PC-86-DOS

Source: OSNews

Article note: The whole "IBM wanted CP/M, Gary Kildall didn't feel like dealing with them, so Microsoft bought a clone (_probably_ from-the-docs not from-the-code) from SCP and sold that instead" history is always interesting. I didn't know there was that much earlier commercial history; it's an excellent preservation project.

A number of years ago, an 8″ disk containing Seattle Computer Products (SCP) 86-DOS 1.0 was successfully imaged. The newest files on the disk are dated April 30, 1981, making the disk the oldest complete release of what was soon to be known as PC DOS and MS-DOS, about a month older than a pre-release of PC DOS from early June 1981.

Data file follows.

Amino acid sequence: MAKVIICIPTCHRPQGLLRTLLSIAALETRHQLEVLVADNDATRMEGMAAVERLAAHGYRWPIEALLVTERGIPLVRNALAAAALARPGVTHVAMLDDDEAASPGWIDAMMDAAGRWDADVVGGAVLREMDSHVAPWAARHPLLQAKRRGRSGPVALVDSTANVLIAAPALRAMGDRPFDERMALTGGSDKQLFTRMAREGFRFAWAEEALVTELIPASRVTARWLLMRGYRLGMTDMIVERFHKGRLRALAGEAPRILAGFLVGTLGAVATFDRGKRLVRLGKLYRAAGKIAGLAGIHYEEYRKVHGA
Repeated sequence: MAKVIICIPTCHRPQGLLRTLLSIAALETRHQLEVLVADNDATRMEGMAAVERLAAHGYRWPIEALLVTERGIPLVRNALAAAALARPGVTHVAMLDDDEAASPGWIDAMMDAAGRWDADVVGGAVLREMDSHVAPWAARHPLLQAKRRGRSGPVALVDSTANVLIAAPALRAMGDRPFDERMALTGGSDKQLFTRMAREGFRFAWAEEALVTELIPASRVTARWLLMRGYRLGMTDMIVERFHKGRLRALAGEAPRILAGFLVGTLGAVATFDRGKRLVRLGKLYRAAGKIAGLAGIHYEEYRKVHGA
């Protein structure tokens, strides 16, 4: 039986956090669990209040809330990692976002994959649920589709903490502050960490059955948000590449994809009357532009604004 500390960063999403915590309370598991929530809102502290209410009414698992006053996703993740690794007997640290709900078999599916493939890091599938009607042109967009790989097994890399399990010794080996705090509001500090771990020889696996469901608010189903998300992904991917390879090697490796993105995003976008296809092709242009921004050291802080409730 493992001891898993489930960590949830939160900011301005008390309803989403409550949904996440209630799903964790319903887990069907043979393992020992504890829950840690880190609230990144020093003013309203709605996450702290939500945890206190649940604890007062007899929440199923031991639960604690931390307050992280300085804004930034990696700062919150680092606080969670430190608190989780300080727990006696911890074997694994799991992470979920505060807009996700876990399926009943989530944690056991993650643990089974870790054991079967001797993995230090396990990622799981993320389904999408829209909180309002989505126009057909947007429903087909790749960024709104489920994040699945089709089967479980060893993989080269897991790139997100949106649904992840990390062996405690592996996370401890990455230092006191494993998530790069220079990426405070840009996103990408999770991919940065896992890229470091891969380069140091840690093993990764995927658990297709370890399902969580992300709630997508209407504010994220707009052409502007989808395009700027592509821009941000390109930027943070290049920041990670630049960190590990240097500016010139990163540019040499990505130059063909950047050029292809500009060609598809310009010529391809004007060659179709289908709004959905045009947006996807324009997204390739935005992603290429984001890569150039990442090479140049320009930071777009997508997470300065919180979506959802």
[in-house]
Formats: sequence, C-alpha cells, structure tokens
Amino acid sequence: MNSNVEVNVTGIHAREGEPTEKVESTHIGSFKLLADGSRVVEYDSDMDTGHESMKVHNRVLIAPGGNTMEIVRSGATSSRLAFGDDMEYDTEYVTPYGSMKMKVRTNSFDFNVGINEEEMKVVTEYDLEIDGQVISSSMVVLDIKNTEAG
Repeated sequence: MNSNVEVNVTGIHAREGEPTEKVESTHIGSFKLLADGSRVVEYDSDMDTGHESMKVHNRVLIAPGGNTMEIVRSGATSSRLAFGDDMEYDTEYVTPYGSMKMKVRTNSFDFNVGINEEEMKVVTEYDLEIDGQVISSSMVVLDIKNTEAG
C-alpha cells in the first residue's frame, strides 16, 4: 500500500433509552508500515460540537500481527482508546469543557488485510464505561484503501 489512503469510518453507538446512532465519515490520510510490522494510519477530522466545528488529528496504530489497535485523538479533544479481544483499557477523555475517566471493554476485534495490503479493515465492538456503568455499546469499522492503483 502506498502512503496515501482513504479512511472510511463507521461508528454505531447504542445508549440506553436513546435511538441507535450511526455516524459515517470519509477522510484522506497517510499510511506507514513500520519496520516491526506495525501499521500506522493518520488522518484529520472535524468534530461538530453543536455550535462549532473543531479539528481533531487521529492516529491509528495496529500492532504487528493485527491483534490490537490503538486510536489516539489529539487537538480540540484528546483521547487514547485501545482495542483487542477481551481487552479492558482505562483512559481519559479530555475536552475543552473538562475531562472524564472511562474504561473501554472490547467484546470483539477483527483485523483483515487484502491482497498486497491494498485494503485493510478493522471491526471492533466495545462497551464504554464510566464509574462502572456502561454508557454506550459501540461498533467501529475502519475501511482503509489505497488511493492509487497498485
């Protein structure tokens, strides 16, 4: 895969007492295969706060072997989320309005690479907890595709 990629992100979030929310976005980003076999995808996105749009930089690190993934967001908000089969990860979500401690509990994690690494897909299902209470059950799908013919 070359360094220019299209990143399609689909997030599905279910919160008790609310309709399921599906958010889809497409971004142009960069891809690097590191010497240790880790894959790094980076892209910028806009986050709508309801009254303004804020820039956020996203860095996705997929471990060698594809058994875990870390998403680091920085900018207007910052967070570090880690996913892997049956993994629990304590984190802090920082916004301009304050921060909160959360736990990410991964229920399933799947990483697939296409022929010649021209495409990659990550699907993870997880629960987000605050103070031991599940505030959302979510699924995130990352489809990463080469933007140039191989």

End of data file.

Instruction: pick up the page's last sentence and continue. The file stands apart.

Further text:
While it is possible to run the 8″ disk image with 86-DOS version 1.00 under an emulator, it of course doesn’t run on a PC or any PC emulator/virtualizer. That’s a shame because most of the utilities included with SCP’s 86-DOS run under DOS just fine. In theory, it should be possible to provide a PC compatible “BIOS” component (IBMBIO.COM or IO.SYS equivalent) and run the rest of the system more or less unmodified on a PC.

In practice, it can in fact be done. Behold PC-86-DOS 1.00, running from this disk image.

In case you don’t know or remember, Seattle Computer Products was the company Microsoft bought the rights to DOS from, making SCP’s versions of DOS some of the oldest in existence. Getting these old versions archived and running on modern emulators is critically important for the field of computer archeology.

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